“Informal Removal” Policies Deny Students With Disabilities of Educational Opportunities

by Vins
Published: Last Updated on

Across the United States, students with disabilities are being sent home from school because of behavioral issues in the classroom. In an October 2022 article for the Hechinger Report, Meredith Kolodner and Annie Ma reported that, under a policy of “informal removal,” students across the country are being sent home from school because of behavioral issues that stem from their disabilities, but this missed class time is neither counted as suspension nor documented by school administrations, which can lead to students missing school time but not making up on lessons missed during that time.

Kolodner and Ma noted that informal removal is defined by the Department of Education as “an action taken by school staff in response to a child’s behavior that excludes the child for part or all of the school day–or even indefinitely.”

Due to the nationwide shortage of teachers, students with behavioral needs are often pushed out of the classroom because inadequately trained teachers cannot handle the disruptions. Students of color with disabilities are disproportionately affected by this dynamic, even though students with disabilities are supposed to be protected under the federal Americans with Disabilities Act (ADA).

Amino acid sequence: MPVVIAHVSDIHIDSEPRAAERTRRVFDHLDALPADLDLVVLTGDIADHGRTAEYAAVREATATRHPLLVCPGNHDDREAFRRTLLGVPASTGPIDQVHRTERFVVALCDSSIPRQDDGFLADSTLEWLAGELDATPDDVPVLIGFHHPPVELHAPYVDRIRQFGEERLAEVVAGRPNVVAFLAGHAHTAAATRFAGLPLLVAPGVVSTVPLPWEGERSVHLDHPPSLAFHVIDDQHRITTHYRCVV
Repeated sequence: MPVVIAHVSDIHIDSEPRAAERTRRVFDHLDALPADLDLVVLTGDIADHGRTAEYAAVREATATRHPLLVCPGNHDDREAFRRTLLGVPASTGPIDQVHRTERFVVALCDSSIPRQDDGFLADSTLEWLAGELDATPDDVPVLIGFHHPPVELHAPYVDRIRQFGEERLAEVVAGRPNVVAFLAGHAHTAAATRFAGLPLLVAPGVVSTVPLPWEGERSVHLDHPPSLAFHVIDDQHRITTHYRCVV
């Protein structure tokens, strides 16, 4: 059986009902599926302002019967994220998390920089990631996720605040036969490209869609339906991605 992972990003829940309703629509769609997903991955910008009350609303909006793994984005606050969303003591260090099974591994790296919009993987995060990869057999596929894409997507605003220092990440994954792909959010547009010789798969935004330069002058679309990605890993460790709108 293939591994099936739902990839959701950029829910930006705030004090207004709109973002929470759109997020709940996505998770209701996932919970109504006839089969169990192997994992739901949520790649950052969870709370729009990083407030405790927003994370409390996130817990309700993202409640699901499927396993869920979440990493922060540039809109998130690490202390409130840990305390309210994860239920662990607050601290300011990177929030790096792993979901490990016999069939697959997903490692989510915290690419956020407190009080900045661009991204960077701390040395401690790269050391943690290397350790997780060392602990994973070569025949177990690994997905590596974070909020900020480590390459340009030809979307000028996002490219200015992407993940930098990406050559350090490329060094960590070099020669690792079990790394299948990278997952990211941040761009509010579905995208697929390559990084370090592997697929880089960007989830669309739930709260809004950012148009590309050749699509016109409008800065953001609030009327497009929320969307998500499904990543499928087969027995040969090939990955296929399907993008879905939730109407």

The COVID-19 pandemic has exacerbated the frequency and consequences of “informal removal.” According to Catherine E. Lhamon, assistant secretary for the Department of Education’s Office for Civil Rights, “The practice has taken hold in a way that is dangerous for students and needs to be addressed.”

This issue not only affects students but also their parents. The Associated Press and the Hechinger Report interviewed twenty families in ten states with children who had been subjected to informal removal. Some of these parents had lost jobs or felt the need to switch school districts as a result of the practice.

Informal removals of students with disabilities have not received news coverage that conveys the scope of the problem. Most coverage has originated from local sources, such as WTOP News, a Washington, DC radio station, which reported that special education students in Fairfax County, Virginia, were at higher risk of being suspended for more than 10 days, compared to the general population of students. Though important, locally-focused coverage cannot convey the national scope of the problem, as reported by Kolodner and Ma’s article for the Hechinger Report.

Source: Meredith Kolodner and Annie Ma, “Students With Disabilities Are Often Met With Off-The-Books Suspensions,” The Hechinger Report, October 4, 2022.

Student Researchers: Isabella Arbelaez, Taylor Callahan, Alexa DeMaria, Talia Panacy (University of Massachusetts Amherst)

Faculty Evaluator: Allison Butler (University of Massachusetts Amherst)